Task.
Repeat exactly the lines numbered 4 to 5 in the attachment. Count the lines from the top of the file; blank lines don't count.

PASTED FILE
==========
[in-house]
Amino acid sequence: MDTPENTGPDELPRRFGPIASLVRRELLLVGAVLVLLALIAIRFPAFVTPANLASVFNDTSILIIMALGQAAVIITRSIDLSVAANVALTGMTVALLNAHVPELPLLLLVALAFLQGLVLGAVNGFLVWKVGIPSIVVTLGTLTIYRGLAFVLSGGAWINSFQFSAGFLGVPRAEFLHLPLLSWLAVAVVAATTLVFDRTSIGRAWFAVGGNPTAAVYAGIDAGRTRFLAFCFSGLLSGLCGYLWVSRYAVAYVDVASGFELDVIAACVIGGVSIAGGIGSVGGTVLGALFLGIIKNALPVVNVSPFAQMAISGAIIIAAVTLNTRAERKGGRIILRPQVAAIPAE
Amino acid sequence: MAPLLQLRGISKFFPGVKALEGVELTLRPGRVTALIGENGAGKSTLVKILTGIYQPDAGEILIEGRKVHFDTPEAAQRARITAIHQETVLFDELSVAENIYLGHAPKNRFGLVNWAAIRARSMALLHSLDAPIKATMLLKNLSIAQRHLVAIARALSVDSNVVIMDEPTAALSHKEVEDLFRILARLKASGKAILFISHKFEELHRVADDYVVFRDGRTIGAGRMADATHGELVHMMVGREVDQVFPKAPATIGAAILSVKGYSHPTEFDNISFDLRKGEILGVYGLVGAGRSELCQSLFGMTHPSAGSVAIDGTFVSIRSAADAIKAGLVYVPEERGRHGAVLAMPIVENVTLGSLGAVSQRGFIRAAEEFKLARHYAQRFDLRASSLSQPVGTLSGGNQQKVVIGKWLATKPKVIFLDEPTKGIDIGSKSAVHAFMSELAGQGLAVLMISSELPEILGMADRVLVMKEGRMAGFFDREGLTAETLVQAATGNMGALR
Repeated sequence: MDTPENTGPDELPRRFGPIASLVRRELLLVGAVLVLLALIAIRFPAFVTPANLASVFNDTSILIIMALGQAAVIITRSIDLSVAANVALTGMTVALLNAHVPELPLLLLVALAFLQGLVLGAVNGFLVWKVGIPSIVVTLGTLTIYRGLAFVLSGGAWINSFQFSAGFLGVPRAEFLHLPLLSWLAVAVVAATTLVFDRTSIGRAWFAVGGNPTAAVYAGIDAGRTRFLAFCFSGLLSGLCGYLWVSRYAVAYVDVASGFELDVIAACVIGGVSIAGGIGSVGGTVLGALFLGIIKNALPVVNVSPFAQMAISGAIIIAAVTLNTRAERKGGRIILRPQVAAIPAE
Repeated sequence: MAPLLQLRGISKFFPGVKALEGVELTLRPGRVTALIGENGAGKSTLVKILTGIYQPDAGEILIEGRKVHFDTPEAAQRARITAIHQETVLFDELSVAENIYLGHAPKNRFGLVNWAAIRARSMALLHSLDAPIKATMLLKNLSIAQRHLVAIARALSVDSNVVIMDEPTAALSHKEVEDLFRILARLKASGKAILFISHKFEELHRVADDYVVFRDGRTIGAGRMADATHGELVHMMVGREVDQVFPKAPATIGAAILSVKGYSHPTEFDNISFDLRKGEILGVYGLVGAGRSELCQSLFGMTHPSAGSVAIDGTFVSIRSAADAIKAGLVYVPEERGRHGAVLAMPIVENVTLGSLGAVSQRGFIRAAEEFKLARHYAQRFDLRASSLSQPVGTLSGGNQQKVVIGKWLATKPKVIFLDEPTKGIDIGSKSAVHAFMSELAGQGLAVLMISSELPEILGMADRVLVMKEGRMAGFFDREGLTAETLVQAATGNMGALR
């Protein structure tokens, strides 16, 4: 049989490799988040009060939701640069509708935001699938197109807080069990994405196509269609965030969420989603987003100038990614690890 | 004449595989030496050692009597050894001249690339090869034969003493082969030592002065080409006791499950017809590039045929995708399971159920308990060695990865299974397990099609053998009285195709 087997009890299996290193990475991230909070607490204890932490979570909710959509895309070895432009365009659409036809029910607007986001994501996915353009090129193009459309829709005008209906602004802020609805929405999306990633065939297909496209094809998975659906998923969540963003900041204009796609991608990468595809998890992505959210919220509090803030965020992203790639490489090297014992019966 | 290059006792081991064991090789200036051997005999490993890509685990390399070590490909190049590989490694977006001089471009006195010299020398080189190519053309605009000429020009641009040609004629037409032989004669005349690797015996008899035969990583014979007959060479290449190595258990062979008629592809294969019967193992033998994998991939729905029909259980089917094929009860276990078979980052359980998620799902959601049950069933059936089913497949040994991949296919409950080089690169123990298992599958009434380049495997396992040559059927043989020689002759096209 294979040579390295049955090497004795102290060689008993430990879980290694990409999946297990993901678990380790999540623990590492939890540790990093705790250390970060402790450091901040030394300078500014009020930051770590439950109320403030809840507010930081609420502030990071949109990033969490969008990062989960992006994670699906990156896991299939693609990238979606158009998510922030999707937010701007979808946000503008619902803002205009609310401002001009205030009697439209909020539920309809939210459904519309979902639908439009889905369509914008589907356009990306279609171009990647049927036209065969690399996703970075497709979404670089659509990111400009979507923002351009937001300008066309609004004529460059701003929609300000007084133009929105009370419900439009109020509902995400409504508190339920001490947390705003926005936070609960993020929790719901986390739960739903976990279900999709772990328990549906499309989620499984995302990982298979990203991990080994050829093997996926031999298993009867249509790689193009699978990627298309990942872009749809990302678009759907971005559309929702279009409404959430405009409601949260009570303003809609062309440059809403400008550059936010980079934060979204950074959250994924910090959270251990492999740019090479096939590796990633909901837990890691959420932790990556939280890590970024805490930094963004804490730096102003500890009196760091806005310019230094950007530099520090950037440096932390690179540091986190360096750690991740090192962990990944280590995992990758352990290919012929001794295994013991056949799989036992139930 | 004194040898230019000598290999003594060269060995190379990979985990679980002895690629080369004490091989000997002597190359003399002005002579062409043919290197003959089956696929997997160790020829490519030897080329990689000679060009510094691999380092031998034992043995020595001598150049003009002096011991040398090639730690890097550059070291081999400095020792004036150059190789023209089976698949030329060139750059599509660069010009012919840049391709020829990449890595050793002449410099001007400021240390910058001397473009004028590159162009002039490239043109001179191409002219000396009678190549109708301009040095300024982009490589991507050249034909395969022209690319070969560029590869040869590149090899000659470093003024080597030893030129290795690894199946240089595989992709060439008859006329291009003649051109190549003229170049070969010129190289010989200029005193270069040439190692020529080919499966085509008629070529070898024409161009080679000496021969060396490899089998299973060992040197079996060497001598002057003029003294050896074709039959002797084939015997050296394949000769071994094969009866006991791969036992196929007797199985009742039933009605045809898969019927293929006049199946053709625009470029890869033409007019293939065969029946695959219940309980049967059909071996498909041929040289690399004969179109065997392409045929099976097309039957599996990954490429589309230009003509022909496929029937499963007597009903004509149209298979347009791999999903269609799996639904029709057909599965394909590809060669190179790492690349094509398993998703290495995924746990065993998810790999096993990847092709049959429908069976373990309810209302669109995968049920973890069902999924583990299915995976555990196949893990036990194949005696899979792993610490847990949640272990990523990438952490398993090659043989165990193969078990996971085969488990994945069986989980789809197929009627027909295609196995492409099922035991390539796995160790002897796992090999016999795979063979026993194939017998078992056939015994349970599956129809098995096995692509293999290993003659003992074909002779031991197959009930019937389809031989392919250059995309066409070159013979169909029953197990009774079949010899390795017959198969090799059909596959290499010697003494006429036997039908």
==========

Repeated sequence: MDTPENTGPDELPRRFGPIASLVRRELLLVGAVLVLLALIAIRFPAFVTPANLASVFNDTSILIIMALGQAAVIITRSIDLSVAANVALTGMTVALLNAHVPELPLLLLVALAFLQGLVLGAVNGFLVWKVGIPSIVVTLGTLTIYRGLAFVLSGGAWINSFQFSAGFLGVPRAEFLHLPLLSWLAVAVVAATTLVFDRTSIGRAWFAVGGNPTAAVYAGIDAGRTRFLAFCFSGLLSGLCGYLWVSRYAVAYVDVASGFELDVIAACVIGGVSIAGGIGSVGGTVLGALFLGIIKNALPVVNVSPFAQMAISGAIIIAAVTLNTRAERKGGRIILRPQVAAIPAE
Repeated sequence: MAPLLQLRGISKFFPGVKALEGVELTLRPGRVTALIGENGAGKSTLVKILTGIYQPDAGEILIEGRKVHFDTPEAAQRARITAIHQETVLFDELSVAENIYLGHAPKNRFGLVNWAAIRARSMALLHSLDAPIKATMLLKNLSIAQRHLVAIARALSVDSNVVIMDEPTAALSHKEVEDLFRILARLKASGKAILFISHKFEELHRVADDYVVFRDGRTIGAGRMADATHGELVHMMVGREVDQVFPKAPATIGAAILSVKGYSHPTEFDNISFDLRKGEILGVYGLVGAGRSELCQSLFGMTHPSAGSVAIDGTFVSIRSAADAIKAGLVYVPEERGRHGAVLAMPIVENVTLGSLGAVSQRGFIRAAEEFKLARHYAQRFDLRASSLSQPVGTLSGGNQQKVVIGKWLATKPKVIFLDEPTKGIDIGSKSAVHAFMSELAGQGLAVLMISSELPEILGMADRVLVMKEGRMAGFFDREGLTAETLVQAATGNMGALR